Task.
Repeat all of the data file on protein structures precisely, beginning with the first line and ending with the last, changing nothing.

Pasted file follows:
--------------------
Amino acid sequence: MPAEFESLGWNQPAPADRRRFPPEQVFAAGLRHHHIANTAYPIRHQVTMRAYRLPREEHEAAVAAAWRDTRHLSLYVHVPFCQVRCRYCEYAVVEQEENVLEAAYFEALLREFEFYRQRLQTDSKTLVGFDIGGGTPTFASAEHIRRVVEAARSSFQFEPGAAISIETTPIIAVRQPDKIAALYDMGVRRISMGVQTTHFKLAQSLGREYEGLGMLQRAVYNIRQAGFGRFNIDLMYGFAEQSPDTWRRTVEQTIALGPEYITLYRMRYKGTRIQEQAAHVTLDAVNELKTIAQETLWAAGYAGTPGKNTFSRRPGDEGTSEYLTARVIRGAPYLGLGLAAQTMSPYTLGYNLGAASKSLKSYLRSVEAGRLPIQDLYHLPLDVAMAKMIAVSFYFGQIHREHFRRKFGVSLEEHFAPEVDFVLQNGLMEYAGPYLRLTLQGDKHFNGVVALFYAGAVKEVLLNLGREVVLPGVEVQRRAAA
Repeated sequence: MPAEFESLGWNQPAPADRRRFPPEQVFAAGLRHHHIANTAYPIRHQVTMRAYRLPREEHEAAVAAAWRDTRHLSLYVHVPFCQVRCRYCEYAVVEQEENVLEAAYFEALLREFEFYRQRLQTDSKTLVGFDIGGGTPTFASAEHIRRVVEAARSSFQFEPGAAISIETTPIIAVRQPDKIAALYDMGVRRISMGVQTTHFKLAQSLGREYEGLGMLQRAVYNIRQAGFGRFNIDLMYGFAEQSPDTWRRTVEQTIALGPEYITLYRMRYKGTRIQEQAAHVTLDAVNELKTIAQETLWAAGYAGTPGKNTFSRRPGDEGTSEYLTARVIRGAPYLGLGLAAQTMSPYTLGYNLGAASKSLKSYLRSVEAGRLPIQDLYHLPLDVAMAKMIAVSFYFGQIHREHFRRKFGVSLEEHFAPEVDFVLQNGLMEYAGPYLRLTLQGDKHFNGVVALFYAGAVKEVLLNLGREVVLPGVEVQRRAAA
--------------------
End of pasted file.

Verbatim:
Amino acid sequence: MPAEFESLGWNQPAPADRRRFPPEQVFAAGLRHHHIANTAYPIRHQVTMRAYRLPREEHEAAVAAAWRDTRHLSLYVHVPFCQVRCRYCEYAVVEQEENVLEAAYFEALLREFEFYRQRLQTDSKTLVGFDIGGGTPTFASAEHIRRVVEAARSSFQFEPGAAISIETTPIIAVRQPDKIAALYDMGVRRISMGVQTTHFKLAQSLGREYEGLGMLQRAVYNIRQAGFGRFNIDLMYGFAEQSPDTWRRTVEQTIALGPEYITLYRMRYKGTRIQEQAAHVTLDAVNELKTIAQETLWAAGYAGTPGKNTFSRRPGDEGTSEYLTARVIRGAPYLGLGLAAQTMSPYTLGYNLGAASKSLKSYLRSVEAGRLPIQDLYHLPLDVAMAKMIAVSFYFGQIHREHFRRKFGVSLEEHFAPEVDFVLQNGLMEYAGPYLRLTLQGDKHFNGVVALFYAGAVKEVLLNLGREVVLPGVEVQRRAAA
Repeated sequence: MPAEFESLGWNQPAPADRRRFPPEQVFAAGLRHHHIANTAYPIRHQVTMRAYRLPREEHEAAVAAAWRDTRHLSLYVHVPFCQVRCRYCEYAVVEQEENVLEAAYFEALLREFEFYRQRLQTDSKTLVGFDIGGGTPTFASAEHIRRVVEAARSSFQFEPGAAISIETTPIIAVRQPDKIAALYDMGVRRISMGVQTTHFKLAQSLGREYEGLGMLQRAVYNIRQAGFGRFNIDLMYGFAEQSPDTWRRTVEQTIALGPEYITLYRMRYKGTRIQEQAAHVTLDAVNELKTIAQETLWAAGYAGTPGKNTFSRRPGDEGTSEYLTARVIRGAPYLGLGLAAQTMSPYTLGYNLGAASKSLKSYLRSVEAGRLPIQDLYHLPLDVAMAKMIAVSFYFGQIHREHFRRKFGVSLEEHFAPEVDFVLQNGLMEYAGPYLRLTLQGDKHFNGVVALFYAGAVKEVLLNLGREVVLPGVEVQRRAAA